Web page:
Brexit: Fishermen’s Federation CEO says UK has had ‘bad deal’
Speaking to LBC radio, Elspeth MacDonald urged Boris Johnson and his Brexit negotiating team to stick to their guns on fisheries. She explained how a Norway-style deal with the Brussels bloc would be the perfect solution to British fishermen across the UK, not just in Scotland. She said: “Currently, under the Common Fisheries Policy the UK only catches between 30 and 40 percent of all the fish that are caught in our waters. And if we compare that to a country like Norway, which is an independent coastal state and has its own separate arrangements with the EU, they catch over 85 percent of the fish in their waters.
“So that’s the sort of shifts that we would like to see under the new arrangement.”
She added the “bad” deal agreed between the UK and the EC many years ago was to blame for the current loss incurred by British fishermen.
“We’ve been suffering ever since,” she said.
Ms MacDonald dismissed claims the UK should compromise on fishing quotas in order to secure reciprocate trade of fishing catches with the EU as she blasted: “There is a really good marketplace for our product in Europe, regardless of who catches it.
“It’s also important to recognise there’s a balance in trade of seafood between the UK and the EU.
“We export about a billion worth to them over a year, and they export about a billion worth to us. So the trade in seafood is balanced, but the trade in fishing opportunities really is not.
“The EU fishes six times more in our waters than we fish in theirs!”
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Environment Secretary George Eustice warned a breakthrough is needed in the “next few days” if talks with the EU on a post-Brexit trade deal are to succeed.
Negotiations were resuming in Brussels on Sunday after Boris Johnson and European Commission president Ursula von der Leyen ordered a push to try to overcome the remaining differences.
The two leaders – who spoke for over an hour on Saturday in an attempt to break the stalemate – are due to hold a further phone call on Monday evening to assess whether an agreement is possible.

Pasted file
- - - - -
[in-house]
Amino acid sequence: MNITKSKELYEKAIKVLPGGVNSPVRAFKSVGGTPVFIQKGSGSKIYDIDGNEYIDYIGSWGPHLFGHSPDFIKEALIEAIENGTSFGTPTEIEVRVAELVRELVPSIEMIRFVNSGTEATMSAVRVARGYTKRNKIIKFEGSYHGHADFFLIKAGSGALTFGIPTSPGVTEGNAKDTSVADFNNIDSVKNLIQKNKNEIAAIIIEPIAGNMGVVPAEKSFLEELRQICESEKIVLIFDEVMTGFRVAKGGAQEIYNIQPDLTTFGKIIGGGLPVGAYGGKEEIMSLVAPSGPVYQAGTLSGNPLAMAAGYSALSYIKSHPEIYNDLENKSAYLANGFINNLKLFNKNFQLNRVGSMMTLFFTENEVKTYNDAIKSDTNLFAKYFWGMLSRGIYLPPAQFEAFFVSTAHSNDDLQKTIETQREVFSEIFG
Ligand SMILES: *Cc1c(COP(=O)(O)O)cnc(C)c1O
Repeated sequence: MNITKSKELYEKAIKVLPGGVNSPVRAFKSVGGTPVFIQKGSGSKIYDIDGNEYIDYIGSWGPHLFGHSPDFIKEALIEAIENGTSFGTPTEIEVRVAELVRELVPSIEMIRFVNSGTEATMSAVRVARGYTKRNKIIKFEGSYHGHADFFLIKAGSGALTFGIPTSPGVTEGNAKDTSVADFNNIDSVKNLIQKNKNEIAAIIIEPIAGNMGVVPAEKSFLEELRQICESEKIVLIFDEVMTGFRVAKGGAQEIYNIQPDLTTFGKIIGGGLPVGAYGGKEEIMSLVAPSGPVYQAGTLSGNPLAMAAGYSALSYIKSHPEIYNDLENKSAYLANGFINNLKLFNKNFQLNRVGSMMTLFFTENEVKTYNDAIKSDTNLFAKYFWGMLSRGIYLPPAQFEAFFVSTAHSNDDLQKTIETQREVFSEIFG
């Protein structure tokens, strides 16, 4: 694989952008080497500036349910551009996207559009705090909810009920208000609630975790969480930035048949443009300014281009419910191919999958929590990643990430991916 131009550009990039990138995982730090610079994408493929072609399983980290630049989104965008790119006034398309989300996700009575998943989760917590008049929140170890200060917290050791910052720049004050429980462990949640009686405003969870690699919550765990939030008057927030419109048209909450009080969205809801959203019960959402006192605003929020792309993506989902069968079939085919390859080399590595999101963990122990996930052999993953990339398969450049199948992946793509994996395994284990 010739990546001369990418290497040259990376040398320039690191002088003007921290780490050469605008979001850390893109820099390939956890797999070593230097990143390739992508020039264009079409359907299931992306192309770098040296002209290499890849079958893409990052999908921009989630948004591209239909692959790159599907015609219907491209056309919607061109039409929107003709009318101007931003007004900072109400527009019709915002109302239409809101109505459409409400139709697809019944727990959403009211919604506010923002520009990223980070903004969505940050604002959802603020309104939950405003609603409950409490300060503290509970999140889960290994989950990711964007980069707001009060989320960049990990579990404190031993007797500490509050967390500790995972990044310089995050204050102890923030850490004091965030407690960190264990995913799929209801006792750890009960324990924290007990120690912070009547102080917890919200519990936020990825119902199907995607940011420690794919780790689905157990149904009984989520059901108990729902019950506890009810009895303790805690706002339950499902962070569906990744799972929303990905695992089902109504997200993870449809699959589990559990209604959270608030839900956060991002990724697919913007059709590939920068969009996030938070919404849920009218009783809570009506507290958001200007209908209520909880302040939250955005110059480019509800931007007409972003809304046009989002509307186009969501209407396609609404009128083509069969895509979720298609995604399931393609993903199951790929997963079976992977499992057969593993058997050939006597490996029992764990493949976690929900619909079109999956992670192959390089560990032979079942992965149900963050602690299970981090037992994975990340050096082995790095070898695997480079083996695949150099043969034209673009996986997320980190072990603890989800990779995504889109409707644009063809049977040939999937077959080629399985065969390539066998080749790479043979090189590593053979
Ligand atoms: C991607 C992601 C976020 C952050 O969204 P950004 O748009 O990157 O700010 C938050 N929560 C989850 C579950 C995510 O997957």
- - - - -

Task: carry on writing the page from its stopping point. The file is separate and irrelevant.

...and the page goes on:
Mr Eustice, however, warned the talks were in a “very difficult position” after what he said had been a series of “setbacks”.
He accused the EU of introducing “a whole load of additional demands” late in the day and insisting on “ludicrous” conditions on future fishing rights.
“It is in a very difficult position – there is no point denying that,” he told Sky News’s Sophy Ridge on Sunday programme.
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“We will continue to work on these negotiations until there is no point doing so any further but there is no point denying that what happened late last week was a setback.”
Speaking later on BBC1’s The Andrew Marr Show he added: “I think we probably are now in the final few days in terms of deciding whether there can be an agreement.
“Of course if the ambience warms up again and actually great progress is made and it is just about sorting out the detail, then you can always find more time, you can always extend.
“But I think unless we can resolve these quite fundamental divergences at the moment then we are going to have to take a position in the next few days.”
With time rapidly running out before the Brexit transition period concludes at the end of the month, the chief negotiators Lord Frost and Michel Barnier are meeting in a last-ditch attempt to resolve the remaining issues.
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In a joint statement following their call, Mr Johnson and Ms von der Leyen acknowledged “significant differences” remained on fishing rights, competition rules and the mechanisms for resolving disputes.
“Both sides underlined that no agreement is feasible if these issues are not resolved,” they said.
“Whilst recognising the seriousness of these differences, we agreed that a further effort should be undertaken by our negotiating teams to assess whether they can be resolved.”
Mr Eustice said that if there was to be an agreement the EU needed to accept that they were dealing with the UK as “sovereign equals”.
On the vexed issue of fisheries, he said the UK was prepared to offer a multi-annual deal of up to three years but the EU was insisting on access to British waters for its fishers “in perpetuity”.
“We would be the only country in the entire world that could agree that so such a suggestion really is quite ludicrous and not consistent with international law,” he said.
Mr Eustice also confirmed that Government is going ahead with plans to bring back to the Commons legislation enabling it to override elements of Mr Johnson’s “divorce” settlement with Brussels in breach of international law.
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